Student’s conceptual pet photography appreciated by thousands online
Third-year communications studies student Jessica Trinh said she wants to turn conceptual pet photography into an art form. She edits props such as glitter, paper hearts and sparklers into her photographs of dogs. (Daniel Alcazar/Daily Bruin senior staff)
Oct. 1, 2015 2:01 a.m.
Jessica Trinh was browsing for greeting cards in Barnes & Noble when she stumbled upon one with a photograph of her own dog.
The third-year communication studies student has sold her conceptual pet photography to companies such as Hallmark, and was pleasantly surprised to see her art in the real world.
Trinh’s photography business on Facebook now has almost 85,000 likes, Snoop Dogg posted one of her photos on Instagram and she has worked with pet companies Purina Pro Plan Cat and KONG. She transferred to UCLA this fall, where she will continue to shoot for clients in Los Angeles and develop a photography project for shelter dogs.
“It’s funny when I tell people I take pictures of dogs, and they laugh because it seems kind of ridiculous,” Trinh said.
Trinh said much like portraits of people, photos of dogs can display more than just cuteness and also show emotions. She has set out to demonstrate that pet photography is an art form itself, by capturing dogs outside their natural state of playing fetch or sitting in the living room.
Her photographs often feature her own two dogs – a young golden retriever named Kodi and an Australian shepherd named Daisy – with props of flowers, raining glitter, bubbles, crowns, goggles and pacifiers to give the subjects character.
Trinh said editing is what makes her photographs stand out – she uses composite photos to add scenery and props to the frame. First, she aims for a crisp image of a dog looking straight at her. Then, since dogs cannot remain posed for long periods of time, she removes the dog and photographs props where the dog once was. The glitter, paper hearts or sparklers are then edited into the dog’s portrait on Photoshop.
She began photography as a hobby at age 13 after her dad gave her a camera. She said her golden retriever Chuppy was her experimental model because he was the only subject available for her to photograph.
Jackie Trinh, an alumna and Jessica’s sister, said Chuppy was inseparable from Jessica from the beginning. Since then, Jackie has watched Jessica behind the scenes for her shoots, as Jessica keeps the scene in control.
“I can’t explain it,” Jackie said. “She’s a dog whisperer.”
Michele Davis, an alumna and family friend of Trinh, said when she first saw Trinh’s photos, she was awed by how artistic they were and how Trinh had a strong work ethic when training and working with canine models.
The hobby turned into a business in 2012, when Trinh was 18 years old. A photography blog shared her photos and they went viral, sparking the interest of companies in hiring her. BuzzFeed and the Huffington Post, among others, have also featured Trinh’s pet images.
In March 2014, Trinh’s original inspiration, Chuppy, unexpectedly had to be put down by the veterinarian, Jackie said.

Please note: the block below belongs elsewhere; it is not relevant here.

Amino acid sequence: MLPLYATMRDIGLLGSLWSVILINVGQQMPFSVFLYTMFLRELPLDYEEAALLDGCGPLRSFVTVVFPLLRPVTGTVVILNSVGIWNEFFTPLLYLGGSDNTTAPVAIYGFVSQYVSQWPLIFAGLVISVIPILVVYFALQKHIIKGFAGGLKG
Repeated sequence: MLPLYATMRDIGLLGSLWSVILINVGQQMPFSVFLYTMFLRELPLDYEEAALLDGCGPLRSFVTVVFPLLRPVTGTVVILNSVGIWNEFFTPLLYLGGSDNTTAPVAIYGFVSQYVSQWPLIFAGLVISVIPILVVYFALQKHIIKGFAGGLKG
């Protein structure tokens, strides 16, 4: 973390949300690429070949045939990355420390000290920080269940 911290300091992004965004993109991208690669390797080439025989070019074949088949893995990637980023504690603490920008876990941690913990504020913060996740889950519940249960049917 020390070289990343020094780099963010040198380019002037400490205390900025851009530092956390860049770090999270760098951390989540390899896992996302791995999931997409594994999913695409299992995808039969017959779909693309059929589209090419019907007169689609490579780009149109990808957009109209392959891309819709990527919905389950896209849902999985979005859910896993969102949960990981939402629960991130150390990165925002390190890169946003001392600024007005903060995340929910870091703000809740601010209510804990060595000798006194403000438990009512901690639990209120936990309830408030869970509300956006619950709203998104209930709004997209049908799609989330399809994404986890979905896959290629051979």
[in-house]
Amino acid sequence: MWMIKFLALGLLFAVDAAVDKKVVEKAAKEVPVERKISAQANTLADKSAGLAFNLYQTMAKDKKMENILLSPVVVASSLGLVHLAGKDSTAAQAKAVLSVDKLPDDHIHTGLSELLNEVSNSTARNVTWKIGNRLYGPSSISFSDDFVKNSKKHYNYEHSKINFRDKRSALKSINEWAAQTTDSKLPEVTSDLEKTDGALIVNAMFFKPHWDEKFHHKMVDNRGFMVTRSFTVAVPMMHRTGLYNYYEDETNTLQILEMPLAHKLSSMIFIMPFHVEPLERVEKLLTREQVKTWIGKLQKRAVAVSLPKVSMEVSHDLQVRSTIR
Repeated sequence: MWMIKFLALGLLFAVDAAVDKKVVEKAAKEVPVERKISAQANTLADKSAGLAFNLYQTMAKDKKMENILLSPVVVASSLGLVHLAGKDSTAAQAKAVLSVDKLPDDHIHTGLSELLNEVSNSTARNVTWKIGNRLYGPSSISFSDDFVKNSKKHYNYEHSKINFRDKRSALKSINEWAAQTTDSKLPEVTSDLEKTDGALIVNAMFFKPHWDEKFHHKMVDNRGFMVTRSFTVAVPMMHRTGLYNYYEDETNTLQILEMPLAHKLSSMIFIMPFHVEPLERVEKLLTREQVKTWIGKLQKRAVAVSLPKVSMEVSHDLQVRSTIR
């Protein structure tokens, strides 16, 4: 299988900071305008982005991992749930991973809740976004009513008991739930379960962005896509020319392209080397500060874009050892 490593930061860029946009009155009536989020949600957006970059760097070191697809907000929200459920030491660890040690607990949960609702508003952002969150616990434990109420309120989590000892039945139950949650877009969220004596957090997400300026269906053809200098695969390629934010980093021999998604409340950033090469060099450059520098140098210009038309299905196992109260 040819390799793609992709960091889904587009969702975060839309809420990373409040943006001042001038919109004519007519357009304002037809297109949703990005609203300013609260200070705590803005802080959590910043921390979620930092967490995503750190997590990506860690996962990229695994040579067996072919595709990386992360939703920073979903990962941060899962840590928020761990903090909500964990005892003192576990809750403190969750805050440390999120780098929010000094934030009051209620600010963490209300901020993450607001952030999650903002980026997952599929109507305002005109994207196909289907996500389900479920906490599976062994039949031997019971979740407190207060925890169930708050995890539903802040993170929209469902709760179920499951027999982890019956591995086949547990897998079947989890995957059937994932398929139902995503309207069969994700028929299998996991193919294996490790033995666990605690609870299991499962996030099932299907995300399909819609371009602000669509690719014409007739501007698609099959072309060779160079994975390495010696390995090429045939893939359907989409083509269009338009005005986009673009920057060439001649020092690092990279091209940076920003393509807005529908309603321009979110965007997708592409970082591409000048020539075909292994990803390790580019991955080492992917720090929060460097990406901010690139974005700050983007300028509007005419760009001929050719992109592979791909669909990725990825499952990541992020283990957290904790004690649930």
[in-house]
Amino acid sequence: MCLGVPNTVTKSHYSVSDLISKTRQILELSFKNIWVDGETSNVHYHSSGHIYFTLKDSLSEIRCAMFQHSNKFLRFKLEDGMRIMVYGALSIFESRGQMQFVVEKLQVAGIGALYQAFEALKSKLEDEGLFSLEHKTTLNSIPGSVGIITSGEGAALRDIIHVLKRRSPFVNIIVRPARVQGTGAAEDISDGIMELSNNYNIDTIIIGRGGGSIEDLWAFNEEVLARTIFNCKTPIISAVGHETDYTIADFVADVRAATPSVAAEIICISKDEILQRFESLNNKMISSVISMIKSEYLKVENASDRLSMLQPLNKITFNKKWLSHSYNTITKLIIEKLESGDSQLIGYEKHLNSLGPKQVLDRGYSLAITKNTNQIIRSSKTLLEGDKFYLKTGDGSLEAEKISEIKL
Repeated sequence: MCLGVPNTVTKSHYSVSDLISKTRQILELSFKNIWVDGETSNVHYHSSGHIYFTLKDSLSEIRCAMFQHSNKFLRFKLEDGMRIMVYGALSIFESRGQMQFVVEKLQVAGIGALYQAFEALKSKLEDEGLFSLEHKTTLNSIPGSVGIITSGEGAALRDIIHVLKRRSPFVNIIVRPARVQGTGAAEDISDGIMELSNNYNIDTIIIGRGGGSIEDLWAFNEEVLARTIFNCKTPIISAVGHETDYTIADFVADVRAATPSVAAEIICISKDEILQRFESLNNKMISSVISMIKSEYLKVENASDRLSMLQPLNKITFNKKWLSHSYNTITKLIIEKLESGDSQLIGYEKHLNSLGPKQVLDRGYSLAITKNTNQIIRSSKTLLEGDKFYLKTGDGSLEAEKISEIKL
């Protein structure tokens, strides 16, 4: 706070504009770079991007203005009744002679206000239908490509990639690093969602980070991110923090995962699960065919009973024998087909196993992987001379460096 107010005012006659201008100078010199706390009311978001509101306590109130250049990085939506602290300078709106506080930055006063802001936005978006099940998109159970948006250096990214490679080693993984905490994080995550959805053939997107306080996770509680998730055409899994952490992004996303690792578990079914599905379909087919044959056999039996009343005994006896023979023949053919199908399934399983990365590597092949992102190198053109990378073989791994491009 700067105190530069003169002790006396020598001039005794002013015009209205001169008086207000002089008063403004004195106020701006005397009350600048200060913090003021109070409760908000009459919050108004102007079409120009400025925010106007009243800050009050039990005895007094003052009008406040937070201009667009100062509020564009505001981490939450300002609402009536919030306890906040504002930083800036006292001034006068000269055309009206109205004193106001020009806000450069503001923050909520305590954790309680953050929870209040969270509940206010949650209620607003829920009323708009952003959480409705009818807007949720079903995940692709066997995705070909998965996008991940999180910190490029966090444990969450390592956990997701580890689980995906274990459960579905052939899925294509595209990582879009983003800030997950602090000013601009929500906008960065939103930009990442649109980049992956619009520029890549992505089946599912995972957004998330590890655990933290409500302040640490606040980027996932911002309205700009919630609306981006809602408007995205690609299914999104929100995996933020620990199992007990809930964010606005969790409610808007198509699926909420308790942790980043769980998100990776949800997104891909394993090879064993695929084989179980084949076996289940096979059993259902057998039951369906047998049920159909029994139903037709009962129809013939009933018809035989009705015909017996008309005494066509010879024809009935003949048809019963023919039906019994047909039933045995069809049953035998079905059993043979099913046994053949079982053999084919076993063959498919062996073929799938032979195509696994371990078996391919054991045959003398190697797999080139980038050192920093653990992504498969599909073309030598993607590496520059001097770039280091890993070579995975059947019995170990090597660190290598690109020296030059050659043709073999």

Jackie said Jessica had to take Chuppy to the emergency room alone because Jackie was at UCLA and their parents were out of town.
While the experience was heartbreaking for Trinh, she realized how her photography allowed Chuppy to stay alive and be appreciated by thousands of people online. Her photos of him became a compilation of memories.
“It was really good to have a dog like that to create such a close bond through photography,” Trinh said. “I thought I couldn’t find inspiration again but … I realized that my photography was leading up to the moment he passed away and it would help me console myself.”
Soon after, Trinh got Kodi, her young golden retriever. She said Kodi was born with the model gene; he had immense self-control to sit still in a box from a young age.
Now that she is separated from her own dogs while studying at UCLA, she said she will be able to focus on clients from Los Angeles. Trinh said clients typically want her to capture their dogs’ personalities the same way she does for her own animals. Trinh said leaving her pets and coming to UCLA will allow her to experiment with other breeds of dogs besides her own.
Over a year ago, Trinh took photos of shelter dogs with paper hearts raining in the background for the Animal Assistance League of Orange County.
Ron Cole, a board member and volunteer with the Animal Assistance League of Orange County, said Trinh’s photos portrayed their dogs in a positive light away from the cages and kennels.
“I can tell by the way the photos turned out, her passion for the dogs, how she cares about them and wants them to find homes,” Cole said.
She hopes to continue showcasing shelter dogs available for adoption with a developing project “Let it Rain Love.” Her shelter dog Daisy inspired the project; she was untrusting when first adopted, but Trinh saw the gradual change as Daisy became friendly.
“I felt the stereotype of shelter dogs (was) kind of demolished,” Trinh said. “I want people to realize those dogs aren’t a lost cause – they’re actually just in need of someone to give them enough love.”
She said the project is being developed, but she hopes people will submit photos of dogs up for adoption and she can send instructions about how to edit them.
“It’s cool to have the power to freeze time,” Trinh said. “I’m able to prove people otherwise that it’s not just a hobby, that it’s not something just cute and fun, but it can actually be an art form.”